The momentum for North American LNG right now is incredible. With Europe’s efforts to wean itself off Russian natural gas supplies boosting long-term LNG demand in the continent and Asian demand expected to grow even further, there has been a strong push for new LNG projects in the U.S., Mexico and Canada, with enough commercial support and capital present to advance at least some of them to construction and operation. Venture Global on May 25 reached a final investment decision on Phase 1 of Plaquemines LNG, the first North American project to take FID since Energía Costa Azul LNG in 2020. But it’s unlikely to be the last. Cheniere’s Corpus Christi Stage III is likely to follow in the coming months and support is coalescing around a handful of other projects too. So far this year, more than 20 MMtpa of long-term, binding commitments tied to new North American LNG capacity have been signed, propelling a new wave of LNG projects towards FID. In today’s RBN blog, we take a look at the trends in the recent commercial commitments.
The biggest driver of new LNG project development right now is, of course, Russia’s invasion of Ukraine. The ongoing war has put European energy markets at the forefront of global news and forced Europe to confront its reliance on Russian gas supply and develop a new long-term energy strategy. The U.S. has already been helping stabilize European markets by sending huge volumes of destination-flexible LNG to the continent (see Help Is on Its Way). But while the additional LNG has helped shore up gas supplies for right now and the winter ahead, there are still short- and long-term concerns. In the short term, Europe faces the prospect of more Russian supply cutoffs to certain countries and customers — Russia previously cut off all volumes to Poland and Bulgaria (see Where Do We Go From Here) and then last week to Denmark, Finland and to Shell contracts in Germany (although those contracts represent a very small portion of total Russian gas to Germany).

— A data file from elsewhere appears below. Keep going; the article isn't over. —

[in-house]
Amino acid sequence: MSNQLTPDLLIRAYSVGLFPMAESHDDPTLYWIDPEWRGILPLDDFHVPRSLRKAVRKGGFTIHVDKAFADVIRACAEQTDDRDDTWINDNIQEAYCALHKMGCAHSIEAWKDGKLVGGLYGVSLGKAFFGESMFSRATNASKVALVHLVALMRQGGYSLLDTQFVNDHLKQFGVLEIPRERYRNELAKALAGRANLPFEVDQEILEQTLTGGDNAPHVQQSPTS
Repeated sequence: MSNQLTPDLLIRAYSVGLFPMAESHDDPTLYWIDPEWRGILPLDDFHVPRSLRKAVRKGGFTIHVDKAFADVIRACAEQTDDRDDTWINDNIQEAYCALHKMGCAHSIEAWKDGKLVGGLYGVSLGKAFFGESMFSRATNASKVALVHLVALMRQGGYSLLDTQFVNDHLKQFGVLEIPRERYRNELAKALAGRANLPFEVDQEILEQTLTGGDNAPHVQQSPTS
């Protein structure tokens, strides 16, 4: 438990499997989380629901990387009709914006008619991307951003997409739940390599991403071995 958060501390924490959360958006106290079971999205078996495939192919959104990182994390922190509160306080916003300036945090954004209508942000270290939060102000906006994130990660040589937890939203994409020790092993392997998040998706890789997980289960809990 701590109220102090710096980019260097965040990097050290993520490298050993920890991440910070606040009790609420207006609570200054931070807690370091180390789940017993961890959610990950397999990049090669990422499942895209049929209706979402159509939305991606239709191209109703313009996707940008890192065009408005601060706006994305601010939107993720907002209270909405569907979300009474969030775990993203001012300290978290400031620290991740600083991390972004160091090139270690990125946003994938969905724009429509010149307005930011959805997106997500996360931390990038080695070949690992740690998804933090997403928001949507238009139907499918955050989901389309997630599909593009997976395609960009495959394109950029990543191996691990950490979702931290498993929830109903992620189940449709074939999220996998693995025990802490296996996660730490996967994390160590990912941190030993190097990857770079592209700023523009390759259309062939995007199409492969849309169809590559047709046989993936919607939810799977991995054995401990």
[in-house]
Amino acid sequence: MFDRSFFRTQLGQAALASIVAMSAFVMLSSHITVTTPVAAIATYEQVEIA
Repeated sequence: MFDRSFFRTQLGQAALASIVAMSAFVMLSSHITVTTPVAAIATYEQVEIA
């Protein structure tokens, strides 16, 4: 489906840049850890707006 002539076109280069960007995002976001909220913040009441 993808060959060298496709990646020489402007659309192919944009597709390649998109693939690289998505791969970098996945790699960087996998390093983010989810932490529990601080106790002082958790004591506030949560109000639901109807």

The cutoffs currently center around Russia’s demand to be paid for gas in rubles and non-compliance with that demand has resulted in these cutoffs, but the European Union (EU) has allowed for a workaround to make payments in rubles in a way that does not violate the current sanctions against Russia. The EU has seemingly left it up to individual countries and companies whether or not they wish to comply, and the most dependent on Russian imports, like Germany’s Uniper, have complied with Russian demands. In the short term, it’s certainly a volatile situation as sanctions against Russia become harsher and the war drags on, Russia’s retaliation could also escalate. In the long term, however, the end goal is clear: the continent hopes to wean itself entirely from Russian supplies and more LNG is a huge part of that. But the politics remain tricky, given that Europe continues to aggressively pursue decarbonization and is grappling with how best to balance its energy security and climate goals. The uncertainty has left some European offtakers reluctant to sign new LNG contracts, at least so far.
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